New evidence of religion's reproductive, cooperative, and personal benefits militates against the belief that religion is a "virus of the mind." [more inside]
"We infer that beyond about $75,000/y, there is no improvement whatever in any of the three measures of emotional well-being." Two social scientists at Princeton, Angus Deaton and Nobelist Daniel Kahneman, have a new paper in PNAS about money and the determinants of happiness. Increased income above $75,000 is not associated with higher subjective happiness, though it is associated with superior scores on measures of overall life satisfaction. Other tidbits: "Religion has a substantial influence on improving positive affect and reducing reports of stress, but no effect on reducing sadness or worry... The presence of children at home is associated with significant increases in stress, sadness, and worry."
On money and happiness Takeaway: buying stuff doesn't make you happier, although investing in experiences that strengthen social and familial bonds can. Interestingness: savings increased to 6.5% this year and some experts think this is permanent; conspicuous consumption is shifting to calculated consumption; “There’s massive literature on income and happiness. It’s amazing how little there is on how to spend your money.” [more inside]
On Self-Delusion and Bounded Rationality A short story by M.I.T. faculty member Scott Aaronson about a woman whose rationality got in the way of her happiness. [more inside]
Moving beyond GDP for an information-based society - If indeed[1,2] "A 'Quantum Leap' in Governance" is needed then, as part of the solution, we might start looking past GDP[5,6] and perhaps more toward "betterness instead of business, pursue awesomeness instead of innovation — and maximize good, instead of quarterly profits..." [more inside]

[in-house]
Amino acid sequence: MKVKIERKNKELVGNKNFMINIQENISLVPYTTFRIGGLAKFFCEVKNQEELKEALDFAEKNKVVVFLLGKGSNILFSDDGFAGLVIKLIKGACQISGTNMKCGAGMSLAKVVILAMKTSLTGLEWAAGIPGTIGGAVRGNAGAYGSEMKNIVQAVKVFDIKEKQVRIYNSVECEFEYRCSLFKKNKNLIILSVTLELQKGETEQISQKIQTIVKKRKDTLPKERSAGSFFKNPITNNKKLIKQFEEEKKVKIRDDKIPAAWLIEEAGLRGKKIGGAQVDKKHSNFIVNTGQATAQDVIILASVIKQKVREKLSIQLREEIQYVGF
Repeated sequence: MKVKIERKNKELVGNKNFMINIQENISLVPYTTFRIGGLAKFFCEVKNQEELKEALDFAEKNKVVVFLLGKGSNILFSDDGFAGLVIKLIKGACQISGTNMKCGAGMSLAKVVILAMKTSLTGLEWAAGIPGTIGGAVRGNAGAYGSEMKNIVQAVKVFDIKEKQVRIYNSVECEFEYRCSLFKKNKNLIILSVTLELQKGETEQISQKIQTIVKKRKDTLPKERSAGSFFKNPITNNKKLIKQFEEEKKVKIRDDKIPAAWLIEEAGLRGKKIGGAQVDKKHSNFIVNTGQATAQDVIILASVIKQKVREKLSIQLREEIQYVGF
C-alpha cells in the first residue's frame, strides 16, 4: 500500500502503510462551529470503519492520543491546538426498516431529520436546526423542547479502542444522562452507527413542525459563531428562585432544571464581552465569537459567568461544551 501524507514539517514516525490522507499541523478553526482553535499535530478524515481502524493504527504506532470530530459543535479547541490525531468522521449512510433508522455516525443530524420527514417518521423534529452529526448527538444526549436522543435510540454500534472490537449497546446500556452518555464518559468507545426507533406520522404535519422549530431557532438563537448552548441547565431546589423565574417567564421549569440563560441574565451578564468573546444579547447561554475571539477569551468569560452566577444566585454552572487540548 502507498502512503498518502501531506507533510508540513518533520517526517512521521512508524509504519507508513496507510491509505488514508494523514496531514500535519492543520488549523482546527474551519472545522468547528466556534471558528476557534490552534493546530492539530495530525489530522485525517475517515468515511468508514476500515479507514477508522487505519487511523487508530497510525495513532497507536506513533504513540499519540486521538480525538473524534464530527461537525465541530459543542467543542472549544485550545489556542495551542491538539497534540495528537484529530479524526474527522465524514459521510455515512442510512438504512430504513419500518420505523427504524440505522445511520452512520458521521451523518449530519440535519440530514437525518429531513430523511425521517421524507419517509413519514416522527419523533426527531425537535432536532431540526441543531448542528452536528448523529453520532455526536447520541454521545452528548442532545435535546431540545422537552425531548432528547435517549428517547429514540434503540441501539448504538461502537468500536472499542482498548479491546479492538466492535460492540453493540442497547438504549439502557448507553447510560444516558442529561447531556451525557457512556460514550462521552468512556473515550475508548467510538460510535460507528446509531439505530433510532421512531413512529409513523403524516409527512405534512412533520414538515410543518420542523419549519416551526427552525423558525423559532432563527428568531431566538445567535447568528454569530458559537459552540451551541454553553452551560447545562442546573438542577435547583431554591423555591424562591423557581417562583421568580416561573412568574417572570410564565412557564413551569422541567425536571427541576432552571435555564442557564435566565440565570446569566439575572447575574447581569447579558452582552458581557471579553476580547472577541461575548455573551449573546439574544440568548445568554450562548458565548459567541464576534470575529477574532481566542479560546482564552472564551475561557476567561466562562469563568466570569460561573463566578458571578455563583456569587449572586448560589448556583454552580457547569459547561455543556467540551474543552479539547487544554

I'm just not sure that "happiness" is supposed to be the stable human condition, and I think it's punishing that we're constantly being pushed to achieve it. Screw Happiness, an essay on the folly of using happiness as a measure to define women's lives.
Pandora, Prometheus, and Pessimism. "Pessimism deserves serious consideration in today’s culture of Oprah-quick-fix happiness, Prozac induced euphoria, and unjustified optimism for our species. Unlike Oprah and Prozac, pessimism is not easy to swallow. It is time we consider this tradition in a culture steeped in farcical, puerile conceptions of happiness; an environment where every person who is able to grin on a book-cover can tell us how to achieve happiness now; where angels or god or some other fairy-tale character cares about our actions in this world. Life is not a grand, heroic narrative with a happy ending. It is not a place where we are overcoming obstacles in order to achieve a time in our lives of perfect serenity. In order to combat such serious obstructions to clear-thought, boundaries to reality and gateways to delusion, pessimism can help us shape our thoughts on matters which resonate with all us rational, bipedal apes."